At a panel on elementary and secondary education reform at the Pelican Institute’s Policy Orientation for the Louisiana Legislature, fireworks lit off over the prospect of Recovery School District head John White taking over as the state’s new education superintendent.
The panelists, including Board of Elementary and Secondary Education members Chas Roemer and Penny Dastugue and state Rep. Steve Carter (R-Baton Rouge), touted an agenda including reform of the state’s teacher tenure system, increasing school choice and transparency in evaluation of schools and teachers.
Roemer noted that between local, state and federal education dollars Louisiana spends just under $9 billion per year to educate around 700,000 students from kindergarten through 12th grade, a staggering figure which depending on how it’s calculated comes to between $12,500 and $14,000 per student – enough to fund tuition at all but the very most expensive private schools in the state.
And yet, Roemer said, there are 235,000 students of that 700,000 figure who perform below grade level. And Louisiana ranks among the nation’s worst states in high school graduation rate.
Roemer and Dastugue both touted the state’s new system of giving letter grades to schools which debuted this year. Dastugue noted that there were bills filed in the state legislature last year to do away with tenure for bus drivers and expects to see more of the same this year as efforts are made to rein in or eliminate teacher tenure.
Less than 1/2 of one percent of Louisiana’s teachers are fired for poor performance, in a state where outcomes rank among the worst in the country. Dastugue pointed to statistics which show that the damage done to a student’s educational attainment by a bad teacher is nearly permanent. Modification of tenure and compensating teachers for the pursuit of excellence is key to improvement, she said.
Roemer outlined a four-point strategy for improvement, first focusing on increasing competition both from charter schools and from increased use of tax credits or vouchers. He also touted the use of autonomy for teachers, principals and school districts tied to transparent performance evaluation standards. And he said that ultimately he’d like to see full school choice available to parents, a reform he believes will become permanent once it takes hold.
“As long as we give empowerment to parents, they’ll never accept losing it,” he said.
Roemer also stated that Louisiana has to stop writing off kids from poor backgrounds as uneducatable. “There’s a cancer in this state,” he said, “and that cancer is ‘Poor kids can’t learn.’ It’s nonsense, and it’s nauseating.” Roemer and Dastugue both said that part of the solution of dealing with children in disadvantaged backgrounds has to be the employment of educational entrepreneurs and a myriad of approaches. “We have a cookie-cutter approach in this state,” Roemer said, and noted that differences in educational needs even between his own children are readily apparent – much less all of Louisiana’s myriad disadvantaged kids.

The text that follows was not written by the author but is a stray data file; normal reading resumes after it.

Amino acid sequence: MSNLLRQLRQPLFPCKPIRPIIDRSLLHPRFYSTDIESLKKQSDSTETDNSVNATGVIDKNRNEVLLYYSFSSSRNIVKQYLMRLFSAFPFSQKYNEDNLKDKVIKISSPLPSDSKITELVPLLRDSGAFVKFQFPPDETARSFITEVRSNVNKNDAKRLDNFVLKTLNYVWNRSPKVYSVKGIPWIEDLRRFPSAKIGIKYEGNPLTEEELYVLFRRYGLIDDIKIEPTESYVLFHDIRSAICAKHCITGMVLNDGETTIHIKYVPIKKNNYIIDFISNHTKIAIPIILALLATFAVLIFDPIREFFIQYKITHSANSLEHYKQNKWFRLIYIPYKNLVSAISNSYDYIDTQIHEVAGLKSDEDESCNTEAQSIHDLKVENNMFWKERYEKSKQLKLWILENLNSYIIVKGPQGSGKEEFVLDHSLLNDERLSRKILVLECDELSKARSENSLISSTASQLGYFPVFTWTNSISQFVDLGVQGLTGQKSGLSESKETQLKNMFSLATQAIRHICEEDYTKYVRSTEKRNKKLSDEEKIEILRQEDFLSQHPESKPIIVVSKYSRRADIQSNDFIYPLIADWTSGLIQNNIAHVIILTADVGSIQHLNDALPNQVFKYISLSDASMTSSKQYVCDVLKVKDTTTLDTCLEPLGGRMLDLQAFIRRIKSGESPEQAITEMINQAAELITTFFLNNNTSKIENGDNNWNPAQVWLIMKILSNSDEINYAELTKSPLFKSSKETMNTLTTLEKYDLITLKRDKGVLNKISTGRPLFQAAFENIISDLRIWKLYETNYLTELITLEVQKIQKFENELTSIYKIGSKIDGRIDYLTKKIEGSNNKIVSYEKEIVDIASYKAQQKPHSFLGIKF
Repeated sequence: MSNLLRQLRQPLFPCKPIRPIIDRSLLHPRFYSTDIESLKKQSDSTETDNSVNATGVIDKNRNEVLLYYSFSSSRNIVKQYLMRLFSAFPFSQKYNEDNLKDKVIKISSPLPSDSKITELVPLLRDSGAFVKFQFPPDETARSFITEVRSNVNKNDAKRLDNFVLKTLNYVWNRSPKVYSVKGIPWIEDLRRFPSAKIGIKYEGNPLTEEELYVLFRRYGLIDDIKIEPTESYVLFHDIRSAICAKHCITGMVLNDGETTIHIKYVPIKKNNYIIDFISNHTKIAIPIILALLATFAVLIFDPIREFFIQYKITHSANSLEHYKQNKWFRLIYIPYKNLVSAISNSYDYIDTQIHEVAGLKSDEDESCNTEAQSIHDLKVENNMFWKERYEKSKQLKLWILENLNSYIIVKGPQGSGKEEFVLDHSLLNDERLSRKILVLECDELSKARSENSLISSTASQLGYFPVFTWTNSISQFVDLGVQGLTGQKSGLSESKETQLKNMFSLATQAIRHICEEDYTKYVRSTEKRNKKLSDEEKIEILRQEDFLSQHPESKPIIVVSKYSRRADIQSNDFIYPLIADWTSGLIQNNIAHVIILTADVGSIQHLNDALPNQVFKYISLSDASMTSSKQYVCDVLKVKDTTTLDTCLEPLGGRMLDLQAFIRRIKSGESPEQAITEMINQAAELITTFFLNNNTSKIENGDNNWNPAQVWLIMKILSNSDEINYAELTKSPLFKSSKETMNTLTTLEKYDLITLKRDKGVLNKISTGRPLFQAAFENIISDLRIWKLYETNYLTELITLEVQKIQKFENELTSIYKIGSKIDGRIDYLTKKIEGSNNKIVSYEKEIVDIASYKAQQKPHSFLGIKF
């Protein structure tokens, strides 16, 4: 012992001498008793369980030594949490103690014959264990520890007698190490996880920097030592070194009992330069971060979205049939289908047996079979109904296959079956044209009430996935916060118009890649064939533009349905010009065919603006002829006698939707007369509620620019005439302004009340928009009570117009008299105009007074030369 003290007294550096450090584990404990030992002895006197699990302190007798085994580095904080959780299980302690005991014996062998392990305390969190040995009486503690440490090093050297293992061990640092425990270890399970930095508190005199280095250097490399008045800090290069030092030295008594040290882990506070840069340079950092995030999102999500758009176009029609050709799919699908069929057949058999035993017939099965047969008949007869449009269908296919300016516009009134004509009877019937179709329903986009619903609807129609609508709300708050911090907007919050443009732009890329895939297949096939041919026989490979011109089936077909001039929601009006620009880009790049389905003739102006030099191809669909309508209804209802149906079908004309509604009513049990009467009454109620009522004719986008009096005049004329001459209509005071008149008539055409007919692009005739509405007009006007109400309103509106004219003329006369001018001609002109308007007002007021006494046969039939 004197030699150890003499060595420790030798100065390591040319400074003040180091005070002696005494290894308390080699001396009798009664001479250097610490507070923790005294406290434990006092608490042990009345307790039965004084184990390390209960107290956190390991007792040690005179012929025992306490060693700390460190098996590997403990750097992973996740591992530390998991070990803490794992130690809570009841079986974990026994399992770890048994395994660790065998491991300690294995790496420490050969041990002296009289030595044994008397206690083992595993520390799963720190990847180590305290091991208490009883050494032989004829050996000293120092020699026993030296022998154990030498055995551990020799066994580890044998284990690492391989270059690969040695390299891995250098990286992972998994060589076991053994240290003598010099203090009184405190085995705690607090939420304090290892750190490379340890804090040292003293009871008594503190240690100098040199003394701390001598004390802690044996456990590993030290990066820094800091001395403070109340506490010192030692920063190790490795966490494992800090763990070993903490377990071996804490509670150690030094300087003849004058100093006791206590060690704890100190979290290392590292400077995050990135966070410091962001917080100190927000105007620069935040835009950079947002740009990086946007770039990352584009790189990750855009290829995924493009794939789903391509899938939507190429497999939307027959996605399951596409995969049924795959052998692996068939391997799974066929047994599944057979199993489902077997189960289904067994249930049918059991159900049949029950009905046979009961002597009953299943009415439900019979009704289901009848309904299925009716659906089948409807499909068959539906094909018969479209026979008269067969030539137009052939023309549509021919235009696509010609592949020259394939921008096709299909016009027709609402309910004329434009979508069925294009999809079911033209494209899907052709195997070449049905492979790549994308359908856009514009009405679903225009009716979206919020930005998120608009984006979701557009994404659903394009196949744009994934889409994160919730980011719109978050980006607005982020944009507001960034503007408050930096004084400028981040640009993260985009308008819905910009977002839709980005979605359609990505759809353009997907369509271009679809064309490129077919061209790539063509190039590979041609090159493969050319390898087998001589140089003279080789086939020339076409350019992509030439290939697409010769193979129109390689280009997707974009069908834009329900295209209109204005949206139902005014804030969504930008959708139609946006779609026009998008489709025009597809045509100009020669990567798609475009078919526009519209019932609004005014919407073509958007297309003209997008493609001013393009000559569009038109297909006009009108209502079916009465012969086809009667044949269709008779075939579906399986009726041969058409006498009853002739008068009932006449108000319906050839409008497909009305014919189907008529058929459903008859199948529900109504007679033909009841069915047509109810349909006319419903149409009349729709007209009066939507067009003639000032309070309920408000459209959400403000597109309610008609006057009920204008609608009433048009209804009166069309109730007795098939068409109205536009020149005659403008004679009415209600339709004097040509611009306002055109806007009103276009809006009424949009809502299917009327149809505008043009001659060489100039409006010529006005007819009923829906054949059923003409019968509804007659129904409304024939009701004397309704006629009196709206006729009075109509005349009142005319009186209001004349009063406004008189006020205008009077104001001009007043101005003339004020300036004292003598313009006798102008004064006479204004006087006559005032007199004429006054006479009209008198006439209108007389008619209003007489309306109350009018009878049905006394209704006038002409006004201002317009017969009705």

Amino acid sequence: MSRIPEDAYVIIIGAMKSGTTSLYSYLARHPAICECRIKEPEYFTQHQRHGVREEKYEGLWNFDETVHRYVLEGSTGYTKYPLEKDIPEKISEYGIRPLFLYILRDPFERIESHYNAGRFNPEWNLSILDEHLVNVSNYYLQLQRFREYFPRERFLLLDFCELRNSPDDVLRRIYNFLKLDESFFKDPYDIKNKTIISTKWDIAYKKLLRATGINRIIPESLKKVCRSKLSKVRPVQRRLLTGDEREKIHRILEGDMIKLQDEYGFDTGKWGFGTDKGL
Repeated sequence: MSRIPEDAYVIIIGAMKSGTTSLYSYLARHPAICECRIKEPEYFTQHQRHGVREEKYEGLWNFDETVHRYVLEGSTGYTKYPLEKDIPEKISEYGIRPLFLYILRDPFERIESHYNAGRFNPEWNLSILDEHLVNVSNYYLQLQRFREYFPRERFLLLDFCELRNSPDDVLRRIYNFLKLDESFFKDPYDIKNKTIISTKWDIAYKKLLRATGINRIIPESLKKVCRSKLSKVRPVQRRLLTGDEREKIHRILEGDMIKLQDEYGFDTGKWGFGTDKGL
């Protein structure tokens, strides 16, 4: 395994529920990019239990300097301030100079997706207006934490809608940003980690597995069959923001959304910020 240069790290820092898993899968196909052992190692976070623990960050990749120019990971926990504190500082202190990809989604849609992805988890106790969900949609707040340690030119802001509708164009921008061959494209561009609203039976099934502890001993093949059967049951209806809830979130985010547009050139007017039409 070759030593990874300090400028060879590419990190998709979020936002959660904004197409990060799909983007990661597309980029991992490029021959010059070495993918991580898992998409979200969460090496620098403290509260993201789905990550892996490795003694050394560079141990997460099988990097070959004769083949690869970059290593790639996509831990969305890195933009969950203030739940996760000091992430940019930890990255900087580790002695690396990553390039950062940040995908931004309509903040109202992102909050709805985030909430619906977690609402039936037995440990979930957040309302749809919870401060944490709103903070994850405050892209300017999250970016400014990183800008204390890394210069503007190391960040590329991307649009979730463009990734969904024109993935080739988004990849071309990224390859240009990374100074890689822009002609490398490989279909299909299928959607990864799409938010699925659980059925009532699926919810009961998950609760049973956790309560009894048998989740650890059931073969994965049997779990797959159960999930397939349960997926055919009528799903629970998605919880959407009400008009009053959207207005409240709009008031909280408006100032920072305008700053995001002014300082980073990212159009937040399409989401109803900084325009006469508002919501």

Carter expressed optimism that because education reform is the top line on Gov. Bobby Jindal’s agenda for 2012, and because the bulk of Louisiana’s newly-elected state legislators appear to recognize that education is Louisiana’s top priority, there will be a great deal of momentum for a more market-based, accountable and ambitious educational system in Louisiana the state legislature will pursue in its 2012 regular session.
But a fly in the ointment surfaced when BESE member-elect Lottie Beebe stood to comment during the question-and-answer segment. Beebe launched into a somewhat rambling attack on White, the putative choice among BESE members to take over as the state’s next superintendent of education. Beebe, who acknowledged that she’s seen as a banner-holder for the state’s educational establishment, claimed she’s for reasonable reform – and then assailed White’s credentials and experience, while demanding a national search for his replacement.
Dastugue suggested those concerns might be best assuaged by meeting White, while Roemer said his primary desirable characteristics in a new superintendent were courage and leadership, and “I haven’t seen anybody who demonstrates those any better than John White does.”
Beebe and the state’s educational establishment have been hard at work to brand White as a controversial figure, but with BESE’s current large majority in favor of school choice and school reform – which White, a former Teach For America leader, symbolizes – it appears there will be a great deal of sound and fury signifying nothing where it comes to opposition to his appointment.
As one insider remarked of Beebe’s statements after the panel, “We elected somebody to BESE who can’t count.”